How Will the Inflation Reduction Act Impact the Economy?

Written by: Meera Pandit

Last week's, the Inflation Reduction Act (IRA), a legislative package that includes climate spending, prescription drug pricing reform, and tax reform, was signed into law. The IRA represents a meaningful commitment to climate goals and should reduce the deficit over the next decade but is unlikely to reduce inflation and will weigh on 2023 profits.

The Inflation Reduction Act seeks to raise approximately $737 billion in revenue over ten years through a 15% corporate minimum tax on companies earning over $1 billion in profits, a 1% tax on stock buybacks, greater IRS enforcement, and allowing Medicare officials to negotiate directly on prescription drug costs. The IRA would spend $437 billion on climate investment and extended health care subsidies.

From an economic standpoint, the Inflation Reduction Act should have the following impacts:

  • Inflation – Despite the name, it may not have a measurable impact on reducing inflation, which is being driven higher by energy and food prices, rents, and consumer goods and services spending. 
  • Deficit – However, it should reduce the deficit by about $300 billion over the next decade, improving federal finances and leaving enough fiscal space to avoid reaching the debt ceiling until 2024. 
  • Growth – Although it should help federal finances, substantially less fiscal stimulus ahead compared to 2020 and 2021 represents a fiscal drag to economic growth.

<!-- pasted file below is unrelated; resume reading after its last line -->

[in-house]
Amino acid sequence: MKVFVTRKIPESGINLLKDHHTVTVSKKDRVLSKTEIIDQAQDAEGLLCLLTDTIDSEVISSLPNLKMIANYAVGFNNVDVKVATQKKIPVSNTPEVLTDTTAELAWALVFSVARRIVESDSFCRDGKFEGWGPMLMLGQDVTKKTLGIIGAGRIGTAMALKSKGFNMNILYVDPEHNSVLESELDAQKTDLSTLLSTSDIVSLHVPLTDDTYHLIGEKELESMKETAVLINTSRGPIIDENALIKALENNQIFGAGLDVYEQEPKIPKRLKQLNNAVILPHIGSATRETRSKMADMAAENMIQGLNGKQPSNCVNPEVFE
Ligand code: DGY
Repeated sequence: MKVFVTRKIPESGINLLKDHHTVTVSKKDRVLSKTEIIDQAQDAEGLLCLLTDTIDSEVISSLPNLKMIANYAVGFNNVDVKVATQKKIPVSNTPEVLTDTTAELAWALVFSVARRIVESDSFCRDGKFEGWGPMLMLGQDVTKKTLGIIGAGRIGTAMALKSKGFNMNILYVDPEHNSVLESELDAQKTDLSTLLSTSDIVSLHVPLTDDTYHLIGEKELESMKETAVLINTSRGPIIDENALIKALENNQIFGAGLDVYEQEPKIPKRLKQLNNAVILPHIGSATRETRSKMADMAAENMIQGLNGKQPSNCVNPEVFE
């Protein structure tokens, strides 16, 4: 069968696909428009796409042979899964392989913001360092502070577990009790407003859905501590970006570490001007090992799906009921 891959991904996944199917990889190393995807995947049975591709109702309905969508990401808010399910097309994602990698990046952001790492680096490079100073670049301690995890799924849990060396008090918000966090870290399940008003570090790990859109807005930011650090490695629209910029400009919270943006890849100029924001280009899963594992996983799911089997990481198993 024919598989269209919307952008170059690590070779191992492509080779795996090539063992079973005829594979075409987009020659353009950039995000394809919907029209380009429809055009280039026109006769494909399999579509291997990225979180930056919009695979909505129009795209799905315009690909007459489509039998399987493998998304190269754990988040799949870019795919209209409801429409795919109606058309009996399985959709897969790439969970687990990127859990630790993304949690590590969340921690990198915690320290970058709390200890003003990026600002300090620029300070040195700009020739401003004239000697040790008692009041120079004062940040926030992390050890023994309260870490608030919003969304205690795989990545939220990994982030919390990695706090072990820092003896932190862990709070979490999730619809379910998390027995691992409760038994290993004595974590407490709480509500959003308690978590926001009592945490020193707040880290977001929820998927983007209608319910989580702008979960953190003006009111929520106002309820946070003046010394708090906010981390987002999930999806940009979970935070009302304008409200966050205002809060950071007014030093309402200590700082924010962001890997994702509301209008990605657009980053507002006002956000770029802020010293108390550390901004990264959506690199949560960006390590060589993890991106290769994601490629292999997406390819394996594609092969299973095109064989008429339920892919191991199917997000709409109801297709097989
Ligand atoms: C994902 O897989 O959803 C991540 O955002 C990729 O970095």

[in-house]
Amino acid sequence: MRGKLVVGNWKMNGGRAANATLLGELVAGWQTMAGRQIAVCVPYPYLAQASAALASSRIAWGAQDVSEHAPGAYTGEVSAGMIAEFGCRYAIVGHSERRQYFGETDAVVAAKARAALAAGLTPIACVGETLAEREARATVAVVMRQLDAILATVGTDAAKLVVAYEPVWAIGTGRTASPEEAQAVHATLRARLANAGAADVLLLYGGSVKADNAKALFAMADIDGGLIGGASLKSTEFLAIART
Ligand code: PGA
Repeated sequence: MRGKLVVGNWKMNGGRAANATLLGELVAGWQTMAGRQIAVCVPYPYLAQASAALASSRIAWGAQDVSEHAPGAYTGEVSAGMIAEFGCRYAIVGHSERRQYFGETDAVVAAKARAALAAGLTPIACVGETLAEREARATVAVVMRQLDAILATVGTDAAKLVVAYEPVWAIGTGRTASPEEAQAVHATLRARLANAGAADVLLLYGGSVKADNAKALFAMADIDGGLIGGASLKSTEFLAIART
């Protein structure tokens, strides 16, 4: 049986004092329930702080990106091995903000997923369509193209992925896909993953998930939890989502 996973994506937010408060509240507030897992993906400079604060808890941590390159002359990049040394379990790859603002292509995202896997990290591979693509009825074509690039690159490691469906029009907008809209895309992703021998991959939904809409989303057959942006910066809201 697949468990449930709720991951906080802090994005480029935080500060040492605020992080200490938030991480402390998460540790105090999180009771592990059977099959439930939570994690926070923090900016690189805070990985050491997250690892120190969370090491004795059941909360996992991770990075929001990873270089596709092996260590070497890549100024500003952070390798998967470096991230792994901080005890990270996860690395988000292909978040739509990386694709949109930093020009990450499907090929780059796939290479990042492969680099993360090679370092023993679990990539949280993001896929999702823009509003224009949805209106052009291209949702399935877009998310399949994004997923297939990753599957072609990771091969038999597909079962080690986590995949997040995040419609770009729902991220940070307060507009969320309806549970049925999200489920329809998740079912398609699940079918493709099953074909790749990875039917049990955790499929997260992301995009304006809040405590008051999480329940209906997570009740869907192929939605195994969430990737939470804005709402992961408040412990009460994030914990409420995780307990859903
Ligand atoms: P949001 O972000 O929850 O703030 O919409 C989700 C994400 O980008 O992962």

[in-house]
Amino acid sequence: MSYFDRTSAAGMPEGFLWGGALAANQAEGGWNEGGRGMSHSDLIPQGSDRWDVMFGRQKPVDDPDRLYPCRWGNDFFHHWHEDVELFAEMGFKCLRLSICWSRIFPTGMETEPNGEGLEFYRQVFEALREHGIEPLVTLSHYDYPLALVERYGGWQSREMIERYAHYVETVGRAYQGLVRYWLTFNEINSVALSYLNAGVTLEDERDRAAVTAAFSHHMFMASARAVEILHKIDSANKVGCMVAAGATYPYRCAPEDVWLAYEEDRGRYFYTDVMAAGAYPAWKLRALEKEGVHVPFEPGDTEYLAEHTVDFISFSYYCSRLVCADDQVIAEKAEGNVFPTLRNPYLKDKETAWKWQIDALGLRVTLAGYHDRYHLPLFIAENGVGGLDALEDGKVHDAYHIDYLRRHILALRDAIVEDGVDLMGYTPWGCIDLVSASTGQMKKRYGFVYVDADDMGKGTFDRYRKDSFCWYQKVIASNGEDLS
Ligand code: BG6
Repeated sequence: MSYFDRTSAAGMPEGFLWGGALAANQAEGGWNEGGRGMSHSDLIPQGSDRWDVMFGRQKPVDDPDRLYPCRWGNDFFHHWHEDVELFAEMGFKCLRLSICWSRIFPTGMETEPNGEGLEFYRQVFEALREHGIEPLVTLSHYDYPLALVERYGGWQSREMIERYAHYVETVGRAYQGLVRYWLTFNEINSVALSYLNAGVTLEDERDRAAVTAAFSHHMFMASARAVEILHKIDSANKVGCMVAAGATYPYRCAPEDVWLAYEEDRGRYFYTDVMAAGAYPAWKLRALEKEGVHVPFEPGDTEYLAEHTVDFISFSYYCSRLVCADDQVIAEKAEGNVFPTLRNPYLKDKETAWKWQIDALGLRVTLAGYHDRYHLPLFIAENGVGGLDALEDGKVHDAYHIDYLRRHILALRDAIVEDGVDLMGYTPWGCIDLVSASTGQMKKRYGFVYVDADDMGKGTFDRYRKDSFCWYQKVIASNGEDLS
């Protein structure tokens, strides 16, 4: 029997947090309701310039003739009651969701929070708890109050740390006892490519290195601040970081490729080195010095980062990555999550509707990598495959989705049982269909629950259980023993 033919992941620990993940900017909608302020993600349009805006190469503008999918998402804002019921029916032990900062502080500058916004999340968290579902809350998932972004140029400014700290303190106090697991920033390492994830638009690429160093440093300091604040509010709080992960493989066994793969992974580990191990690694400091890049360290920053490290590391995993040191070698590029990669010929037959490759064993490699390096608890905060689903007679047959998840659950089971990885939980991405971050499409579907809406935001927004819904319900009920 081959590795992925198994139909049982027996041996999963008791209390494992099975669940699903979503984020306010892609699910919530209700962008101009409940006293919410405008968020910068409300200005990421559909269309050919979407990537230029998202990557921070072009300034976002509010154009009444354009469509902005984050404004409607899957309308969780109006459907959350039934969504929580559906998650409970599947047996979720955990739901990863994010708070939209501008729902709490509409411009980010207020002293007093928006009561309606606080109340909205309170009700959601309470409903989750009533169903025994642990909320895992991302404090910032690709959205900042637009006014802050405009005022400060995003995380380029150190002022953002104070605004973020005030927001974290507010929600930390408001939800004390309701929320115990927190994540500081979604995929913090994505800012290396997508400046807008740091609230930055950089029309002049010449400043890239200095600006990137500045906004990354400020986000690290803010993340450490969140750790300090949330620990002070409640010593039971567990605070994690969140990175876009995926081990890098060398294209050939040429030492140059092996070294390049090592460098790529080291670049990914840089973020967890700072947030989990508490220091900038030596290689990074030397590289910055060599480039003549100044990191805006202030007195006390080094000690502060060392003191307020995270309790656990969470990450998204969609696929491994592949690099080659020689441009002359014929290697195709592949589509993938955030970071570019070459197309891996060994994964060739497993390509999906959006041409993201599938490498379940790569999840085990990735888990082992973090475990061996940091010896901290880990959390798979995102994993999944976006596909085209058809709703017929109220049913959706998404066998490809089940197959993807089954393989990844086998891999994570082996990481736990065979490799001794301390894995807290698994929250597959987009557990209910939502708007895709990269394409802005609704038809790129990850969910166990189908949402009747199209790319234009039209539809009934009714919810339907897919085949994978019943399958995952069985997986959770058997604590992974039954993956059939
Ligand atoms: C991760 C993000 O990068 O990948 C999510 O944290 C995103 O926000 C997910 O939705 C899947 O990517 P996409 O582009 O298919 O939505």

• Profits – Together, we estimate the 1% tax on share buybacks and the 15% corporate minimum tax would subtract 3% from S&P 500 earnings growth in 2023, with the corporate minimum tax accounting for 2.6 percentage points of the total 3% reduction.
  • Fiscal policy outlook – With the passage of the Inflation Reduction Act and the bi-partisan CHIPS and Science Act, a $280 billion spending package for semiconductors and science and technology research and development, the legislative agenda should be light until after the midterms. If the midterms result in divided government, political gridlock is unlikely to yield more spending or additional tax reform on capital gains, estates, or the top marginal tax rates for individuals or corporations.
  • Climate goals – This is the largest federal climate investment in history, which includes tax credits for clean energy and electric vehicles and targeted investment towards clean energy technology and projects. However, it should be considered an initial down payment towards the U.S.’s net zero carbon emissions goals, not comprehensive funding to achieve future climate targets. 

The Inflation Reduction Act advances key climate goals on the Administration’s agenda while reducing the deficit over the next decade. However, investors should be mindful of the continuing fiscal drag on economic growth and the headwind for corporate profits from tax reform.

Federal budget surplus/deficit

% of GDP, 1990 – 2032, CBO Baseline Forecast

A chart showing the federal budget surplus and deficit from 1990 to 2032..

Source: BEA, CBO, U.S. Treasury Department, J.P. Morgan Asset Management. 
Estimates are based on the Congressional Budget Office (CBO) May 2022 Update to the Budget and Economic Outlook and do not include recent legislation. Years shown are fiscal years. Text includes estimates from the U.S. Senate on the Inflation Reduction Act. Data are as of August 16, 2022.

Related: Will Global Central Banks’ Fight Against Inflation Lead to a Global Recession?